Chapter 26. Initializing Objects

Most of the time when you create an object, you need to initialize its properties. For example, you generally wouldn't create an Employee object without at least setting its FirstName and LastName properties. The following code shows how you might initialize an Employee object:

' Make an Employee named Alice.
Dim alice As New Employee()
alice.FirstName = "Alice"
alice.LastName = "Archer"
alice.Street = "100 Ash Ave"
alice.City = "Bugsville"
alice.State = "CO"
alice.Zip = "82010"
alice.EmployeeId = 1001
alice.MailStop = "A-1"

Though this is relatively straightforward, it is a bit tedious. Creating and initializing a bunch of Employees would take a lot of repetitive code. Fortunately, Visual Basic provides alternatives that make this task a little easier.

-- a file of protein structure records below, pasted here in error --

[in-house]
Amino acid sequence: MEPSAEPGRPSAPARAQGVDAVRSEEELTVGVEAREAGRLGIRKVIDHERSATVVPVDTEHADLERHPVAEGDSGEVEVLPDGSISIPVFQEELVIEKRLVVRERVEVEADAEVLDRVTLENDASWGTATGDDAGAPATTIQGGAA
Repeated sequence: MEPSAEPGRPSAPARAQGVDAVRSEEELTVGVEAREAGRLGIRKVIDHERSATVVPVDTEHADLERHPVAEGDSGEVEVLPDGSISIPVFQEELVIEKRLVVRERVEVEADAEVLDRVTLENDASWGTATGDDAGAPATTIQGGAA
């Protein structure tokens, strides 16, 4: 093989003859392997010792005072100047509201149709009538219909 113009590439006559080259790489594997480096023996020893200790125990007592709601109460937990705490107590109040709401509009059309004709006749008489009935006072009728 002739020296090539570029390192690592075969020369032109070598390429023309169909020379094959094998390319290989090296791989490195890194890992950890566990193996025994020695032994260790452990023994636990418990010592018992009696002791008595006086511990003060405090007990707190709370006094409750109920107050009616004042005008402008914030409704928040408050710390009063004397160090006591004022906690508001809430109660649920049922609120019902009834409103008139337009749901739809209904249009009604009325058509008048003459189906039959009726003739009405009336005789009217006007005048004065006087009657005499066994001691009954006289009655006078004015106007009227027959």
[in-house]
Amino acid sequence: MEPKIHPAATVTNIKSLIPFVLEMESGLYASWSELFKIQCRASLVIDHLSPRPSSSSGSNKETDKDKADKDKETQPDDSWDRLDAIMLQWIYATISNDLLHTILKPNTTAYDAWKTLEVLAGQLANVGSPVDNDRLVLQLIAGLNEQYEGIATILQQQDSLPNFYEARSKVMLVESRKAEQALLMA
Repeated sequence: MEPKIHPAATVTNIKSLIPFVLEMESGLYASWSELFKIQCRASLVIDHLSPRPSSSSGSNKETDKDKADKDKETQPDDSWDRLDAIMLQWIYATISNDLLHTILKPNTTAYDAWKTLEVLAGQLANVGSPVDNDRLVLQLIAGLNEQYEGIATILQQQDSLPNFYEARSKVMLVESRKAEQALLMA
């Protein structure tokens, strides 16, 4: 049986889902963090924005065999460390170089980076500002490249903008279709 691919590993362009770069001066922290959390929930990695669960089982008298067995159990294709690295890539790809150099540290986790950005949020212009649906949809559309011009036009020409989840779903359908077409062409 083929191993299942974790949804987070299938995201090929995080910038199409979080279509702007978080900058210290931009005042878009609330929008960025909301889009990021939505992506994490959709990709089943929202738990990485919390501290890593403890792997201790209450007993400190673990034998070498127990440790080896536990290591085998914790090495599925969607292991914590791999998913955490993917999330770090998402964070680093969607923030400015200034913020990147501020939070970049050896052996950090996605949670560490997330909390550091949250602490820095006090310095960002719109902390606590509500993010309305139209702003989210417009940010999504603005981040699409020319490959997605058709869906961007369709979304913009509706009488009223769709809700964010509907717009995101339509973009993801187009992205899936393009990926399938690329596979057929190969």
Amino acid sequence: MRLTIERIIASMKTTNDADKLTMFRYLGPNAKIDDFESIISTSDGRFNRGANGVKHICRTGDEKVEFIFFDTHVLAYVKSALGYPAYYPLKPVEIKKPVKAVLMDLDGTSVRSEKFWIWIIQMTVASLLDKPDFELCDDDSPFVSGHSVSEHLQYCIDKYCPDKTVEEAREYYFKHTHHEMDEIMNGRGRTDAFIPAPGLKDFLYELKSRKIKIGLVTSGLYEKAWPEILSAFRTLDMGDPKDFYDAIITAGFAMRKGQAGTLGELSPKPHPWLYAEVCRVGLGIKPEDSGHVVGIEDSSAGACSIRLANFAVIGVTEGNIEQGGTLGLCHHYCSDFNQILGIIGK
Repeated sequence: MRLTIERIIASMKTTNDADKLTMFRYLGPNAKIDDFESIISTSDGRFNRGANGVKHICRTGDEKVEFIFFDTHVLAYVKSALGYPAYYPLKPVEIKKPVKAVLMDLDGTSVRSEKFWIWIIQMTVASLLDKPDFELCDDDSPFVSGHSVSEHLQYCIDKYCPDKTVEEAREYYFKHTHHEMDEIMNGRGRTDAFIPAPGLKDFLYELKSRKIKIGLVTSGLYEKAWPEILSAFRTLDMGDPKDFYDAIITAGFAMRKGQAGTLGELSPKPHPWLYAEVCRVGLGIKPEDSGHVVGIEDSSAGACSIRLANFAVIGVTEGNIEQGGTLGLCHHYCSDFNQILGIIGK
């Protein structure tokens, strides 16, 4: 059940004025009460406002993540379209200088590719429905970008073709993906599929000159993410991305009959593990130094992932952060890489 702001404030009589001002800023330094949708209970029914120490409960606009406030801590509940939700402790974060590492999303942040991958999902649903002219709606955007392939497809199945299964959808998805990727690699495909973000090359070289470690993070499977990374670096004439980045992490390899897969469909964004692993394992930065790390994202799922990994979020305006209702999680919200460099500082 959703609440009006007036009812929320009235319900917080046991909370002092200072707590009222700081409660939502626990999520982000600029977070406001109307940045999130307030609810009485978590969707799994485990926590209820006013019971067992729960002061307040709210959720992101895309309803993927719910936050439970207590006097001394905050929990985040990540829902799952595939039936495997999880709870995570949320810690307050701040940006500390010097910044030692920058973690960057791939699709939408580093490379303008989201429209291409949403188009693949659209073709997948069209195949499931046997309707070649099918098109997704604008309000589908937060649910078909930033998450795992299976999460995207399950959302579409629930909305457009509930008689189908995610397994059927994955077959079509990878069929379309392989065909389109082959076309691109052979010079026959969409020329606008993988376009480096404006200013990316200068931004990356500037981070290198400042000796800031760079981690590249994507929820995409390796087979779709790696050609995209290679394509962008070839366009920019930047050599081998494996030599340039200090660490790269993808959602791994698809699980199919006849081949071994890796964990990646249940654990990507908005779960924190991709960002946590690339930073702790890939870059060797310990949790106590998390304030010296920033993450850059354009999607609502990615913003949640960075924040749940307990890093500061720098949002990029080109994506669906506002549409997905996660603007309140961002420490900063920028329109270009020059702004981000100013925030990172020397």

In this lesson you learn how to initialize an object's properties as you create it. You also learn how to make constructors that make initializing objects easier.


Visual Basic provides a simple syntax for initializing an object's properties as you create it. Create the object as usual with a New statement. Next add the keyword With and a pair of braces holding the property assignments. Each assignment should include a dot, a property name, an equals sign, and the value you want to give to the property.

For example, the following code creates an Employee object named Bob. The statements inside the braces initialize the object's properties.

' Make an Employee named Bob. Dim bob As New ...

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